Spain Explained

Inheritance tax and stepchildren – protecting your family

Many people live in families with stepchildren. They have perhaps grown up with a stepparent who they have come to look on as they would a natural mother or father. So what happens when a stepparent dies? There are aspects of Spanish inheritance tax related to stepchildren that you need to be aware of.

When someone dies, the heirs can apply for reductions in inheritance tax depending on their relationship to the deceased. The extent and details of this depend upon the Autonomous Community that the family lives in or where the assets are located. Although there are national requirements when it comes to inheritance law, there are currently also regional adjustments. Where you live matters, but most important is which category of relative you belong to.

Different categories

How much inheritance or donation tax you have to pay exactly depends upon your relationship to the property owner. This applies whether the property is being transferred due to bereavement or as part of the donation process.

The categories include:

Group 1 – children (including adopted children) below the age of 21

Group 2 – children (including adopted children) of 21 or above, partners, grandparents

Group 3 – other relations considered to be on the 2nd or 3rd level including brothers, sisters, uncles, aunts and cousins  

Group 4 – anyone else

The level of inheritance tax set will depend on which category your inheritors belong to.  

As we all know, families come in many shapes and sizes. Family life is often quite a tangled web of different relationships, particularly with marriage break ups and second partnerships. It is not unusual to have stepchildren in the equation. And this is where there can be a surprise when it comes to inheritance and donation tax.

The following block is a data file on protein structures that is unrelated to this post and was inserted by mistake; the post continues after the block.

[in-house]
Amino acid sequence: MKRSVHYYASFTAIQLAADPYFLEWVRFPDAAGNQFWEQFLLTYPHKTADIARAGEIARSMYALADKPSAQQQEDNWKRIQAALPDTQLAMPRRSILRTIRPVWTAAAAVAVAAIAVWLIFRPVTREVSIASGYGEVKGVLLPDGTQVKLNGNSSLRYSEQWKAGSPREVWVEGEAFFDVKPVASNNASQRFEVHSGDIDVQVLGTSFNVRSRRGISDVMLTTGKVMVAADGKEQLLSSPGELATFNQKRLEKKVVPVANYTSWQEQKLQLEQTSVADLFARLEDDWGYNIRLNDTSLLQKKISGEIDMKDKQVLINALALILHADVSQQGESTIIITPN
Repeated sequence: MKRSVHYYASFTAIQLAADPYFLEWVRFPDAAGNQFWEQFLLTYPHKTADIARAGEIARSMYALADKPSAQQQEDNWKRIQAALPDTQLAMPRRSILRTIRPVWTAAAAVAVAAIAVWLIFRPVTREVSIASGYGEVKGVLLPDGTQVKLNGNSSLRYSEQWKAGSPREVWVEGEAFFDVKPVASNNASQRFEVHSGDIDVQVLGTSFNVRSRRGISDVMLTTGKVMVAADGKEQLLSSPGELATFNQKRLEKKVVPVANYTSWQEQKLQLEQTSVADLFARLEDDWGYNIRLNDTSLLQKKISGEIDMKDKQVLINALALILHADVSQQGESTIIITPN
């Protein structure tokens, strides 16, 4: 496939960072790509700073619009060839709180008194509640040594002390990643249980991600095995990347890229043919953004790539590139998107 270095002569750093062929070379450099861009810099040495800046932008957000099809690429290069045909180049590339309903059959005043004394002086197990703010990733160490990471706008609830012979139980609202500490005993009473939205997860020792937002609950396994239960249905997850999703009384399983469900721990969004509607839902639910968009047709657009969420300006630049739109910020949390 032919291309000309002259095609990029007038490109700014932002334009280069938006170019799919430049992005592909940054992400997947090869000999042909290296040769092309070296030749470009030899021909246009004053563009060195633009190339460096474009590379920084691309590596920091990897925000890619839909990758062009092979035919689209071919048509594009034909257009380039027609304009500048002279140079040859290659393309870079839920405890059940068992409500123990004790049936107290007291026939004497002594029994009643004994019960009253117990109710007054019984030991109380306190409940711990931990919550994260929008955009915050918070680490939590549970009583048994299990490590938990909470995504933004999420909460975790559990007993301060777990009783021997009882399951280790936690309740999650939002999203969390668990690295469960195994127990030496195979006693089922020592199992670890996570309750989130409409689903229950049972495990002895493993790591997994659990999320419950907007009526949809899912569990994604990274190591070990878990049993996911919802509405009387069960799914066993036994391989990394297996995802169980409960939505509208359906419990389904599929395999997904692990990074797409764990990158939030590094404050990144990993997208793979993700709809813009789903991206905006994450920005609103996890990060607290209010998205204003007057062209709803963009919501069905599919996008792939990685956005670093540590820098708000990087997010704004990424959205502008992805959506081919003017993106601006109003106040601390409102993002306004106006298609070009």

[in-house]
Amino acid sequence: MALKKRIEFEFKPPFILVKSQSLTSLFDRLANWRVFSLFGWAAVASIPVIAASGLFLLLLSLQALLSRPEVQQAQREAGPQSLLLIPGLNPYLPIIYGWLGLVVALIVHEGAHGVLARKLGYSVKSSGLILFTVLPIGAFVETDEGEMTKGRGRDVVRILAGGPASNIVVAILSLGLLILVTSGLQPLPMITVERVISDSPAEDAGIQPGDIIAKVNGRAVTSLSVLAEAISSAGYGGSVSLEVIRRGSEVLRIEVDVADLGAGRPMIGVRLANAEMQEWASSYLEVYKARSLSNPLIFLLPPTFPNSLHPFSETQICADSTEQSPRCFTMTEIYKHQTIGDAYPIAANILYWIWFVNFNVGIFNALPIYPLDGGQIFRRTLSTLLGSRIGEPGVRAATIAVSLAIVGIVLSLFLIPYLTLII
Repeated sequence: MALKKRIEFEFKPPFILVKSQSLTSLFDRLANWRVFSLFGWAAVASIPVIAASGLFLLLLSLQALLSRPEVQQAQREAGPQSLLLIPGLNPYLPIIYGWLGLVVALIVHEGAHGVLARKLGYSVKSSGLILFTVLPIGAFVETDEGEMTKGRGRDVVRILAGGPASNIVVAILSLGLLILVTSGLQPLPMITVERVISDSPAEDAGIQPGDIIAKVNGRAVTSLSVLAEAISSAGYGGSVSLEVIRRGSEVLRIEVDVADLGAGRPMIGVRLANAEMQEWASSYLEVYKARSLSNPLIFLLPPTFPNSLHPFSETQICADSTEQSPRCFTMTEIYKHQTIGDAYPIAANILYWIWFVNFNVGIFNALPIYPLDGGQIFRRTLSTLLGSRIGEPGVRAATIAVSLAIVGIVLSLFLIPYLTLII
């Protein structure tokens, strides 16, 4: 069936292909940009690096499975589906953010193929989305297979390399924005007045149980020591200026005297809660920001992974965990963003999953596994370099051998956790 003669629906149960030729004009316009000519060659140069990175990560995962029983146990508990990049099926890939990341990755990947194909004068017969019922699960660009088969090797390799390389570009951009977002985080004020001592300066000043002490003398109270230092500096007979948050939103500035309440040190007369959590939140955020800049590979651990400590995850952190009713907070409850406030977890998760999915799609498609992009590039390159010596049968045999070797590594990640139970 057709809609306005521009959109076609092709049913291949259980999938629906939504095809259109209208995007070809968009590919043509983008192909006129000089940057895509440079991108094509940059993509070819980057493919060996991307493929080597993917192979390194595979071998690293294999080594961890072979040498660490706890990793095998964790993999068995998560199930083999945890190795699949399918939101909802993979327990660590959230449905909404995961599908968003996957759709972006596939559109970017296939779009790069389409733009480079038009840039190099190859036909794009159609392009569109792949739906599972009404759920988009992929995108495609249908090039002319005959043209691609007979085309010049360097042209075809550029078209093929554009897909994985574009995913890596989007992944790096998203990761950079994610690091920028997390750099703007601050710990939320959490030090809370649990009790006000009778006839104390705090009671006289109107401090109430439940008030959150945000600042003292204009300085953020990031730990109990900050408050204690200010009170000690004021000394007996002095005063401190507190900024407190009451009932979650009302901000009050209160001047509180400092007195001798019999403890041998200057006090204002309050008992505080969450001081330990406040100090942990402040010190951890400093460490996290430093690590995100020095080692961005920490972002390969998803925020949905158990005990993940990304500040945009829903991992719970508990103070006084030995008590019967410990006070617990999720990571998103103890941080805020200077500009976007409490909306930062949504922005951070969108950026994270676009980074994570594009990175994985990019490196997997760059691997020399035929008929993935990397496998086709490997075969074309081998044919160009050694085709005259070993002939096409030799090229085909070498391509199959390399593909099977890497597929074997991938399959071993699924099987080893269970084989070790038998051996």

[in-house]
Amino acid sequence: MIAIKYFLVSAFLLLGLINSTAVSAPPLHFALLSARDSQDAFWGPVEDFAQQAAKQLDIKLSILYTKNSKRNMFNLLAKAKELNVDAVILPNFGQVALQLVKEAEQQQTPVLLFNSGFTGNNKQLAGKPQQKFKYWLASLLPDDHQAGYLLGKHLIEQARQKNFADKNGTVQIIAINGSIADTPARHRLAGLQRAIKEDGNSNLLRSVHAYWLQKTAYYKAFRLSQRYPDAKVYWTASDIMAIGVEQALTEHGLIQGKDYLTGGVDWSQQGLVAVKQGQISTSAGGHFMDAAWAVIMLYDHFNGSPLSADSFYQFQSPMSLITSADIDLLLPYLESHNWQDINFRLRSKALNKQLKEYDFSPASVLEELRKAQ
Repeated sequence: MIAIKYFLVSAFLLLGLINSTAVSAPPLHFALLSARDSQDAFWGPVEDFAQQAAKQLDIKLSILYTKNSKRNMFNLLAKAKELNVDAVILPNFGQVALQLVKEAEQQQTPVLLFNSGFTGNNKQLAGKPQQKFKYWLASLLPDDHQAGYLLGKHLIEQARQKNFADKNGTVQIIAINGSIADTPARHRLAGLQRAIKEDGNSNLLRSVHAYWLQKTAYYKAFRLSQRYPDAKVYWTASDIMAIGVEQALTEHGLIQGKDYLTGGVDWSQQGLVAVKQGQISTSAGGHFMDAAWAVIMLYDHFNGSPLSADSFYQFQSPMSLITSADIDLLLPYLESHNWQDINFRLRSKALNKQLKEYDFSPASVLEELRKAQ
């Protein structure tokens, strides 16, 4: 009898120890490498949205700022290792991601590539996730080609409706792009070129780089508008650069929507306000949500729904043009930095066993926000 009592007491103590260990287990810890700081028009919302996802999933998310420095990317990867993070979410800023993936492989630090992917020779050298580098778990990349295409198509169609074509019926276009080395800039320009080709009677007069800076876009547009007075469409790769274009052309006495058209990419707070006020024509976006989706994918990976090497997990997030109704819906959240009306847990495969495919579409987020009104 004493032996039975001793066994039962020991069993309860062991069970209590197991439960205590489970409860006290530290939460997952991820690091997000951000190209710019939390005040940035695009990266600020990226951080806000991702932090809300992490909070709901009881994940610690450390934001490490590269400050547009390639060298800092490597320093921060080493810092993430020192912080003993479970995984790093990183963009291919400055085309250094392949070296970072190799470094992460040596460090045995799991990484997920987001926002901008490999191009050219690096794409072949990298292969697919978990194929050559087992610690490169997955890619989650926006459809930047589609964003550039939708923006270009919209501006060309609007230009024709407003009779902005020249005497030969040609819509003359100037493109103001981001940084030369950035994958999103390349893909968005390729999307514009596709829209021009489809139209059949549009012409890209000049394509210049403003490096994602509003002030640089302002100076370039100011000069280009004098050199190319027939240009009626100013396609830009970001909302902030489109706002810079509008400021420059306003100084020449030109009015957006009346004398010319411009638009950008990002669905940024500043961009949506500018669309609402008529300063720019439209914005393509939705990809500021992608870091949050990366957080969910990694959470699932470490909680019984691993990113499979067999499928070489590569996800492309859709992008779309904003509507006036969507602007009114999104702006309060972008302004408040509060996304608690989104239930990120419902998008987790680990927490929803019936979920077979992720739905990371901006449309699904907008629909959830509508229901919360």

Although adopted children are considered to be in groups 1 and 2 – this does not apply to stepchildren who currently fall into group 3. No matter, whether the child has grown up as part of your family unit or not, within Spanish law they are not recognised as being your child, as such. The only exception to this is if the child has been legally adopted. Other than this, stepchildren are classed within Group 3 and will therefore have a significantly greater amount of inheritance or donation tax to pay.

Case study

Mrs. M already had a two-year-old daughter when she met her new husband-to-be – Mr. M. They then went on to have a son together. Their partnership continued and they brought up both children as one family. Mr. M considered the daughter to be as much his as the son he had had later with his wife.

Forty years on and Mr. M died leaving the two children as inheritors. When they progressed through the inheritance process it was to discover that the inheritance tax to pay on the 100,000€ Spanish home was different for the siblings.  Mr. M’s son did not have any inheritance tax to pay, whereas his stepdaughter had a bill for 6,650€.

The benefits of inheritance planning

There are many other complications in our interesting family make-ups that can equally benefit from the professional eye of an inheritance planner. If you are not sure how Spanish inheritance law will impact upon your inheritors or you are considering taking advantage of the current arrangements available in certain regions, then our legal department will be happy to advise you.

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Lawrie Madden

4 June, 2021 5:45 pm

We are non resident taxpayers but own a hone in spain
We have four children between us – 2 children each but none between us
Your example did not cater for this and I was interested

Oscar Paoli

7 June, 2021 1:05 pm

Hi Lawrie,
In this case, only blood children would be included in group 1, the other two non common children (stepchildren) would be considered group 3. This means that your two children could apply allowances according group 1 to you (which are higher) but only as group 3 to your partner, and vice versa.
Please do not hesitate to contact us should you have any further queries.
With kind regards,
Ábaco Advisers